One photo in the latest lookbook from Palace Skateboards, the idiosyncratic British skate label, feels somehow even more Palace than the rest: loud colors, eccentric details, and a smidge of sartorial subversion. The model in the photo, acclaimed songwriter Will Oldham, is sitting on a stoop; his pants have risen to reveal maroon-red socks with the British label’s wildly coveted “P” logo. His pose puts the image’s focus on the socks and shoes—but the photo doesn’t feature any of Palace’s hyped-up Adidas sneakers, or even their Gucci-on-acid snakeskin loafers. Instead, Oldham is wearing…Dansko clogs? Somehow, the designed-for-comfort shoe usually found in hospitals and kitchens had squirmed its way into a red-hot lookbook—and it looked like it belonged.
On an adjacent corner of the Internet, fashion-crazed men are still ranting and raving about the ongoing collaboration between Rick Owens and Birkenstock: starting last year, the gothic master of avant-garde menswear teamed with the beloved cork-soled footwear brand on some extremely off-kilter sandals and clogs. He wasn’t alone: earlier this month, at New York fashion week, the arthouse label Eckhaus Latta sent a pair of rarefied Ugg boots down the runway, where it looked right at home within the brand’s collection: effortlessly luxurious with a hint of in-the-Bushwick-know cool. And last year, plastic shoemakers Crocs enlisted pioneers of New York streetwear Alife for a streetwear-inspired collaboration. Then the brand teamed up with the massively popular singer Post Malone on a line of bewildering shoes. Both collaborations sold out immediately.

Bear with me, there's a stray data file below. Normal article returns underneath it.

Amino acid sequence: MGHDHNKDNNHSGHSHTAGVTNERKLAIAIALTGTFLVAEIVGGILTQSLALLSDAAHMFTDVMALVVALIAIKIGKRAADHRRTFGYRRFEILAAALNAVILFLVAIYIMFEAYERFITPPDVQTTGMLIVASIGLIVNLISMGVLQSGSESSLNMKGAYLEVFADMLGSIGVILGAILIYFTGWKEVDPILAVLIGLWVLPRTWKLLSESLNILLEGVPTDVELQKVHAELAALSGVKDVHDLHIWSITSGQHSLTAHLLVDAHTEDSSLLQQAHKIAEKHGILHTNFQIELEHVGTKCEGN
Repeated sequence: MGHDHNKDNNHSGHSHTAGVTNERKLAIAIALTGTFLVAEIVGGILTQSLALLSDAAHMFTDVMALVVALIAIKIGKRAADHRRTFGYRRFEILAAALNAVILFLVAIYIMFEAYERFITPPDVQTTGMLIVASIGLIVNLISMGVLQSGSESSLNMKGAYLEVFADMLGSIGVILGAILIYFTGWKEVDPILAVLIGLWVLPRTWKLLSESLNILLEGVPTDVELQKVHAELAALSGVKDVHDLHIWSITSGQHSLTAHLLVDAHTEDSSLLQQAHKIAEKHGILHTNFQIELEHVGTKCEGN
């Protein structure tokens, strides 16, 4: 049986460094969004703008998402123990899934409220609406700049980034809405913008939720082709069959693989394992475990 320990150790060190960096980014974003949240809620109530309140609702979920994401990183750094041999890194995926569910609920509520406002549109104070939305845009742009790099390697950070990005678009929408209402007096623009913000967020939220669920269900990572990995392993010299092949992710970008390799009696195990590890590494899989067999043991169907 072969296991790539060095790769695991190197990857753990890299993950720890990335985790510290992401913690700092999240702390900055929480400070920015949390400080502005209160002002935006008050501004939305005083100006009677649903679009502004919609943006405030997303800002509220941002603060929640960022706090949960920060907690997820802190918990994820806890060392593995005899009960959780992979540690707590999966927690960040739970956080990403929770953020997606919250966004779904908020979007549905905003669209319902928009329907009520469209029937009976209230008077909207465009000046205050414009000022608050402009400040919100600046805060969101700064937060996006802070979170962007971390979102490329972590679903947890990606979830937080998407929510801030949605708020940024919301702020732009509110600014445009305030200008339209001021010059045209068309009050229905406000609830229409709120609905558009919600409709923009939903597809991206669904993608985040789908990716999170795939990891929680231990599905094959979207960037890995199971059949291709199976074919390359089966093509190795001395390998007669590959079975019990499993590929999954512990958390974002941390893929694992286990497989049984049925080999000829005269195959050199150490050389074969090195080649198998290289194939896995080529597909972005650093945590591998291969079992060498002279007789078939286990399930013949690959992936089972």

Even by 2019’s wild-style standards, something bizarre has happened: The suburban footwear trusted by non-fashion-savvy people for comfort and durability has completely and totally infiltrated the world of contemporary style.
The spot in the market is there: for some time now, men’s footwear has been a bit of a lawless mess, with designers and wearers alike playing fast and loose with the definition of what “cool sneaker” actually means. It’s been exciting to watch, but it hasn’t necessarily been pretty. The monstrous Balenciaga Triple S unleashed a fury of bulky ugly-on-purpose sneakers in its wake. Then that trend collided with the current affinity for utilitarian workwear, and suddenly rugged trail and mountain sneakers starting popping up within menswear’s inner circle. It seems now that the next frontier of men’s footwear is not ugly sneakers nor mountain shoes—but the type of full-on comfort footwear worn by those who drive around town in a minivan.